Following a substantive stint as Joachim Lafosse’s scripter, Francois Pirot makes a whisper-thin helming debut with “Mobile Home.” A sure eye for widescreen and the palpable charm of the two leads aren’t quite enough to give weight to this slight tale of a couple of immature friends whose dreams of freedom are stymied by their inability to enter into functional adulthood. Pleasantly respectable but no more, “Mobile” is unlikely to journey far outside home territories, though Pirot displays enough talent to warrant interest in future projects.
Two friends in the Belgian countryside live with their folks while dreaming of responsibility-free independence. Simon (Arthur Dupont) recently moved back in with his parents after splitting with Sylvie (Anne-Pascale Clairembourg), while Julien (Guillaume Gouix) never flew the coup, staying home to look after his ill father, Luc (Jean-Paul Bonnaire). Now that Dad is better, Julien can can start his own life, but freedom is a scary thing when you don’t know what to do with yourself.
Simon hits on the idea of buying a mobile home with money his parents (Claudine Pelletier, Jackie Berroyer) put aside for his future. Without sweating the details, he and Julien plan to travel around Europe in the camper while working as seasonal laborers. Preparations are only partly under way when the need for trailer repairs before leaving town requires them to take jobs uprooting trees at a nursery.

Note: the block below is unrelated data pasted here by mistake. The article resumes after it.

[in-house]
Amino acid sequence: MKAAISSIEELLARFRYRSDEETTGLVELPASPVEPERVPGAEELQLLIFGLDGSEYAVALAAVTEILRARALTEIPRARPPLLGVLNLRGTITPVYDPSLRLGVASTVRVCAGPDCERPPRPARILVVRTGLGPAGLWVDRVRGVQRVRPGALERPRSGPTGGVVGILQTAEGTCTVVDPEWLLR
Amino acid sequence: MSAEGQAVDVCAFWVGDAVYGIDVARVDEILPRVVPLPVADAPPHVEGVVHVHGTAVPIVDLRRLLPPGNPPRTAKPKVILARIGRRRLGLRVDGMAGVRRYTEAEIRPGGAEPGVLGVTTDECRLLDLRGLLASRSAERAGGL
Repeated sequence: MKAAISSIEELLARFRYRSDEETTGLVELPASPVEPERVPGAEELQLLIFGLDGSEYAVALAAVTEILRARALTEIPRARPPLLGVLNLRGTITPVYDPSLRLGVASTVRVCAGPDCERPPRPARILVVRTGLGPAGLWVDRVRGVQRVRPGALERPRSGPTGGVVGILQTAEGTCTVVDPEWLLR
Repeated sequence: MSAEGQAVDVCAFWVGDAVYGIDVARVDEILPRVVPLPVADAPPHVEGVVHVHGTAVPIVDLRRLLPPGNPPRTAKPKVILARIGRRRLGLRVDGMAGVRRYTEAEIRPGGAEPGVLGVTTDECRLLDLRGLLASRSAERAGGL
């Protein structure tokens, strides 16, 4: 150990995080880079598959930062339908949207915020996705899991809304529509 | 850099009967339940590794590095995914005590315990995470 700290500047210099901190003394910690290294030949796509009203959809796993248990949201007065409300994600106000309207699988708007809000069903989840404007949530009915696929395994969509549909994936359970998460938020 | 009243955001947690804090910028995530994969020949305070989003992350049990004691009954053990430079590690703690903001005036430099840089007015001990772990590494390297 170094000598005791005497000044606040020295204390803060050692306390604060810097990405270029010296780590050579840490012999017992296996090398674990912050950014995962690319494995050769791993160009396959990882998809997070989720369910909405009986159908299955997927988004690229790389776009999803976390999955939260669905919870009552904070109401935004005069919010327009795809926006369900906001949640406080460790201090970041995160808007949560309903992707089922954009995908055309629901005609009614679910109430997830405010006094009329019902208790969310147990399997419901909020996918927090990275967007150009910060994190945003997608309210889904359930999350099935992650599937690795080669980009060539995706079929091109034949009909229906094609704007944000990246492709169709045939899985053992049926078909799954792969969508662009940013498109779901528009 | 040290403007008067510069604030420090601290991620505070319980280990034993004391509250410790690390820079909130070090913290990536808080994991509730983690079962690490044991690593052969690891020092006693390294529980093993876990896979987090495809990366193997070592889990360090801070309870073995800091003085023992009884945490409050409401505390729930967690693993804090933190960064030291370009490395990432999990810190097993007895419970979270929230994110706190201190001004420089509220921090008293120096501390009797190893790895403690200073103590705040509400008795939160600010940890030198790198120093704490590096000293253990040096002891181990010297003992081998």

While thankfully less obnoxious than many a Judd Apatow character, both Simon and Julien are so trapped in superannuated adolescence that there’s little room for anything else in their personalities. Julien’s concern for his father betrays a glimmer of responsibility, yet Simon’s behavior rarely counters his mother’s infantilization. Auds won’t be surprised when he thinks of reforming his old rock band (Dupont has a pleasant singing voice), since the concept of a guitar-wielding man looking to recapture his youth is such a cliche. Less believable is the idea that Simon was ever in a long-term relationship.
With the concept stretched this thin, it’s often up to the perfs to maintain interest, and thankfully the two protags convey a likable ease. Gouix, in particular, in the less showy role, brings depth to a character whose uncertainty in all aspects of his life manages to avoid a sense of being merely wishy-washy.
Lensing is unhurried without being dull, employing long takes that help to capture the quiet pace of life in a Belgian village, the kind of town most Simons and Juliens dream of leaving. Pirot and d.p. Manuel Dacosse similarly take advantage of the widescreen framing to further the sense of place as well as the relationship between the leads, often inhabiting the same spaces without feeling too on top of each other, except in the confines of the mobile home.